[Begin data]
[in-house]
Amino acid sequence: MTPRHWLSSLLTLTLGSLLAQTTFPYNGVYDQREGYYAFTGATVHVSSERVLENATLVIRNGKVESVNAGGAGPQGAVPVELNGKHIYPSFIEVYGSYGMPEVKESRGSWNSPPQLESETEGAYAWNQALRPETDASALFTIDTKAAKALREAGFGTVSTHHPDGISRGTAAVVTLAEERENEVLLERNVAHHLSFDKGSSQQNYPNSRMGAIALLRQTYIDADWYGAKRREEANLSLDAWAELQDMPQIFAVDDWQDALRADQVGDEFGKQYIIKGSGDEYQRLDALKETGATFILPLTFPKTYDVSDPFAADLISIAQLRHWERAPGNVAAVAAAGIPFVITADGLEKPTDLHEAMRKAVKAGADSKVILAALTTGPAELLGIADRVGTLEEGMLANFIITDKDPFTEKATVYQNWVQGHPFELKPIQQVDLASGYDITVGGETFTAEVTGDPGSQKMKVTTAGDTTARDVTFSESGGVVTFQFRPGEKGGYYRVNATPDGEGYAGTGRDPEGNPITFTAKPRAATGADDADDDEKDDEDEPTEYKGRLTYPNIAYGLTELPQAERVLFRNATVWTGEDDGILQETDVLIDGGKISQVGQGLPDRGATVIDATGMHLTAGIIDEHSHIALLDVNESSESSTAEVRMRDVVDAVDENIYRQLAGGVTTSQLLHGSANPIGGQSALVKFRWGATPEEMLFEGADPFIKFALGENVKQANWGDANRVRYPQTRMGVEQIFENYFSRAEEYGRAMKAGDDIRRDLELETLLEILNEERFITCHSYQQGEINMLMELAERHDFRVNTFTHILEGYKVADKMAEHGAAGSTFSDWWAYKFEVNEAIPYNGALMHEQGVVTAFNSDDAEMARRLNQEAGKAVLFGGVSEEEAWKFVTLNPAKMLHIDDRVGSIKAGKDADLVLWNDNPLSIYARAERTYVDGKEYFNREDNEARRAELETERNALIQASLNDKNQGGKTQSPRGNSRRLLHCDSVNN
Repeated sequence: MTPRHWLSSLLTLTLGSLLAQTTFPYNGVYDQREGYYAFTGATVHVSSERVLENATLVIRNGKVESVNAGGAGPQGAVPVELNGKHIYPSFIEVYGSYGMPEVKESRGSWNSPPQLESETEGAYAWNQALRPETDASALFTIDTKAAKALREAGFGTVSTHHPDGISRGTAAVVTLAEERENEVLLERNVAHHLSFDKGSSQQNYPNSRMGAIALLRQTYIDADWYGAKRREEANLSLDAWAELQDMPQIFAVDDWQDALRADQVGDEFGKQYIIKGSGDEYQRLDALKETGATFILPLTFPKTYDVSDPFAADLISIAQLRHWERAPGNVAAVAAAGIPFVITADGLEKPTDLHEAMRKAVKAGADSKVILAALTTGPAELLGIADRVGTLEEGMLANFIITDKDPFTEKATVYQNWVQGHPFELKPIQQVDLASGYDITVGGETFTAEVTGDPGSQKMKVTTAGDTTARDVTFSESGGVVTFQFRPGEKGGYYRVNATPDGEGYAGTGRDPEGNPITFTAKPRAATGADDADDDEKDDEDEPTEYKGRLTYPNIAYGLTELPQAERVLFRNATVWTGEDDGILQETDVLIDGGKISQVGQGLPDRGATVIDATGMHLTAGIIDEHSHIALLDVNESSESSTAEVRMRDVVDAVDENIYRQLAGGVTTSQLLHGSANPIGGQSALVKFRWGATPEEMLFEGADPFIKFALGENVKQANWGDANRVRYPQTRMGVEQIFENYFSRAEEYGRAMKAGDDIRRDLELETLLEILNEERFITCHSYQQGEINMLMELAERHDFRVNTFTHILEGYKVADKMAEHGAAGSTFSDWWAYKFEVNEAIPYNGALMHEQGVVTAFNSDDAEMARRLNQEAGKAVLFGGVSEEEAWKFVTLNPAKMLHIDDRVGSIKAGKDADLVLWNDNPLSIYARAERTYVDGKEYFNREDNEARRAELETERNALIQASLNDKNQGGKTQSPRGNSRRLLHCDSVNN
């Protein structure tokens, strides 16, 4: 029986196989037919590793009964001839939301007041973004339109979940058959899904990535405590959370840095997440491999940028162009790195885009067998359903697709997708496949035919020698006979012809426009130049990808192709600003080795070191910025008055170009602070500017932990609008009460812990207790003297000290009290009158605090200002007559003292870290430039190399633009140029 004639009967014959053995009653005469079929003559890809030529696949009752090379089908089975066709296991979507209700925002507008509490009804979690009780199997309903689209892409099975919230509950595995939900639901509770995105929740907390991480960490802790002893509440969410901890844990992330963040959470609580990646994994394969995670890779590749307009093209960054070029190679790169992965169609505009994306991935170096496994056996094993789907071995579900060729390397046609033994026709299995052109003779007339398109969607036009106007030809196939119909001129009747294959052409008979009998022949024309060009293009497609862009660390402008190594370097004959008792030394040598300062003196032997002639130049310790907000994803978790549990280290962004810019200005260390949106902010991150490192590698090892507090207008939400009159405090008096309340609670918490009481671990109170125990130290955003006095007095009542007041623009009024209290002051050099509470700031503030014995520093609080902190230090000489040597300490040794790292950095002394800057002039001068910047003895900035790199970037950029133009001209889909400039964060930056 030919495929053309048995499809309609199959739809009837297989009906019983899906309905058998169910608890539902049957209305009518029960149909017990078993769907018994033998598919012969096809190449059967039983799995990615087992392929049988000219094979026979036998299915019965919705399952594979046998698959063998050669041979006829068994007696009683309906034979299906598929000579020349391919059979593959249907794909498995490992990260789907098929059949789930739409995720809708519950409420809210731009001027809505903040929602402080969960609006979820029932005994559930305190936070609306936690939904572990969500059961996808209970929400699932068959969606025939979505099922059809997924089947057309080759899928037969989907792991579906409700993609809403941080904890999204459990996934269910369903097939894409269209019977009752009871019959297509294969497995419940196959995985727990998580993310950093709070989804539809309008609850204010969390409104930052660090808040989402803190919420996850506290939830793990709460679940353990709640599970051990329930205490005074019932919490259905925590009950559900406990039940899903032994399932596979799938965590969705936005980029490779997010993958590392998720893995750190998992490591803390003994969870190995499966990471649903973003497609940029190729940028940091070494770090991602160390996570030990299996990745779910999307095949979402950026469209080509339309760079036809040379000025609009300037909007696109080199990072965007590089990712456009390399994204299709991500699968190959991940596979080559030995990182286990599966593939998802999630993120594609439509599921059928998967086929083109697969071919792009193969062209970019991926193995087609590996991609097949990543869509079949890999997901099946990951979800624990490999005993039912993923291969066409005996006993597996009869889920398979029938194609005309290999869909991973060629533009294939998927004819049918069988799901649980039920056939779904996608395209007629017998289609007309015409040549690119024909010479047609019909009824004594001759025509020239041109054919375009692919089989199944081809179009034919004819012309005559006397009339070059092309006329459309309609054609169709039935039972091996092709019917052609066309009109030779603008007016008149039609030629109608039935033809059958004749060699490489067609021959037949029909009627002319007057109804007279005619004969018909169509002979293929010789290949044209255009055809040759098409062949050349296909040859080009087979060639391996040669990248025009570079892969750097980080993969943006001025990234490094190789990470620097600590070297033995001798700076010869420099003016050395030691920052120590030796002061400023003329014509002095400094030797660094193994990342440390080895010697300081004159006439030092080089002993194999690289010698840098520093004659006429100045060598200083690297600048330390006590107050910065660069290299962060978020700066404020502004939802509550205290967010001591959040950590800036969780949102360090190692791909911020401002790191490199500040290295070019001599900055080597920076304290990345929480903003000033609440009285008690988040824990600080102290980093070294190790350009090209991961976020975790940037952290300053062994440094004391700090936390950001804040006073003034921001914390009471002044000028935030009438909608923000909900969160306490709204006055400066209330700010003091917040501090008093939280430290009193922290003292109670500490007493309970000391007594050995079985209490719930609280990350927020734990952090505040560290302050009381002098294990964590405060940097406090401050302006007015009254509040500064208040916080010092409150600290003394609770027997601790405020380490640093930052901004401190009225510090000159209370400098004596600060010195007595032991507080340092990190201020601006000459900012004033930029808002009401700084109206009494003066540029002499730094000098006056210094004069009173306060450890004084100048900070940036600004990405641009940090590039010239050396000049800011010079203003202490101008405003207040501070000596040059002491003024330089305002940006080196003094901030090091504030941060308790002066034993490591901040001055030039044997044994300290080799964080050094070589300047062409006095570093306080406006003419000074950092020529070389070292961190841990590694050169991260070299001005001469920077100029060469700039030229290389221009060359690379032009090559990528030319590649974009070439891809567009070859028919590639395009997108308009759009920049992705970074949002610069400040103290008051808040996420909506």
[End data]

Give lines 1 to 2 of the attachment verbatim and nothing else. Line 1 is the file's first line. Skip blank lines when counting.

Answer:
[in-house]
Amino acid sequence: MTPRHWLSSLLTLTLGSLLAQTTFPYNGVYDQREGYYAFTGATVHVSSERVLENATLVIRNGKVESVNAGGAGPQGAVPVELNGKHIYPSFIEVYGSYGMPEVKESRGSWNSPPQLESETEGAYAWNQALRPETDASALFTIDTKAAKALREAGFGTVSTHHPDGISRGTAAVVTLAEERENEVLLERNVAHHLSFDKGSSQQNYPNSRMGAIALLRQTYIDADWYGAKRREEANLSLDAWAELQDMPQIFAVDDWQDALRADQVGDEFGKQYIIKGSGDEYQRLDALKETGATFILPLTFPKTYDVSDPFAADLISIAQLRHWERAPGNVAAVAAAGIPFVITADGLEKPTDLHEAMRKAVKAGADSKVILAALTTGPAELLGIADRVGTLEEGMLANFIITDKDPFTEKATVYQNWVQGHPFELKPIQQVDLASGYDITVGGETFTAEVTGDPGSQKMKVTTAGDTTARDVTFSESGGVVTFQFRPGEKGGYYRVNATPDGEGYAGTGRDPEGNPITFTAKPRAATGADDADDDEKDDEDEPTEYKGRLTYPNIAYGLTELPQAERVLFRNATVWTGEDDGILQETDVLIDGGKISQVGQGLPDRGATVIDATGMHLTAGIIDEHSHIALLDVNESSESSTAEVRMRDVVDAVDENIYRQLAGGVTTSQLLHGSANPIGGQSALVKFRWGATPEEMLFEGADPFIKFALGENVKQANWGDANRVRYPQTRMGVEQIFENYFSRAEEYGRAMKAGDDIRRDLELETLLEILNEERFITCHSYQQGEINMLMELAERHDFRVNTFTHILEGYKVADKMAEHGAAGSTFSDWWAYKFEVNEAIPYNGALMHEQGVVTAFNSDDAEMARRLNQEAGKAVLFGGVSEEEAWKFVTLNPAKMLHIDDRVGSIKAGKDADLVLWNDNPLSIYARAERTYVDGKEYFNREDNEARRAELETERNALIQASLNDKNQGGKTQSPRGNSRRLLHCDSVNN